I was taught to write essays using the hamburger method. Introductory paragraph to state your thesis, three more to support your argument, and a concluding paragraph to summarize it all.
It’s a wretched format. It jibed with my understanding that essays should be dry, academic fare. The more large words and fussy phrases like “in conclusion,” the better. I strived for this ideal and boy I wrote some doozies.
Teachers also gave us word counts to hit. I’d bang out my hamburger, check the word count, and frown in dismay when it was 300 words short of the 1,000 minimum. I became skilled at rewriting sentences to say the same thing using double the words. I also became intimately familiar with margins, kerning, and leading when page count was the criteria. It’s remarkable how one page can become two with a few tweaks in WordPerfect.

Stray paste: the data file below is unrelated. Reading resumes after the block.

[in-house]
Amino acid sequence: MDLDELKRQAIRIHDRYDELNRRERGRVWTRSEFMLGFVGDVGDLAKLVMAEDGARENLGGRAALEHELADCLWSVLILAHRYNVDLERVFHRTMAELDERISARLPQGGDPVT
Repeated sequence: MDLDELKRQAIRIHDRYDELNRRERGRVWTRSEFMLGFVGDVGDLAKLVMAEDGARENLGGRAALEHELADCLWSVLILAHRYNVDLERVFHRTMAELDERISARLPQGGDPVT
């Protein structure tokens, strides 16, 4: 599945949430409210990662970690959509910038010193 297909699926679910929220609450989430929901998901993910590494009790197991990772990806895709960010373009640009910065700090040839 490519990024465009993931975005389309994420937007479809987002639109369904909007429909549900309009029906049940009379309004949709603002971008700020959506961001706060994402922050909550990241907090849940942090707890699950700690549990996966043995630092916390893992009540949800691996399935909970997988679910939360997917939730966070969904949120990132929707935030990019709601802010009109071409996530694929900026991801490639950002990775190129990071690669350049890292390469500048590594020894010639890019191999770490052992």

My notion of what an essay should be changed when I read a classmate’s piece that she submitted to a writing contest. She eschewed the hamburger method completely. The repetitive concluding paragraph was nowhere in sight. Her language was fresh, vibrant, unencumbered by words like “extemporaneous” that littered my own work.1 She won that contest and didn’t even monkey with the page layout.
I’m unsure why it took a classmate’s essay to clue me in that the hamburger method stinks. I suspect schools teach it to get students writing anything at all. A blank page is daunting, and if a framework like the hamburger method helps get words on it, so be it. But I’m not convinced it improved my writing.
In grade 6 our teacher tasked us with writing a daily journal. I had just discovered the word “approximately” and I used it judiciously. Everything got a time estimate. “At approximately 6 we went swimming,” “approximately 10 minutes later,” etc. Dismal stuff. ↩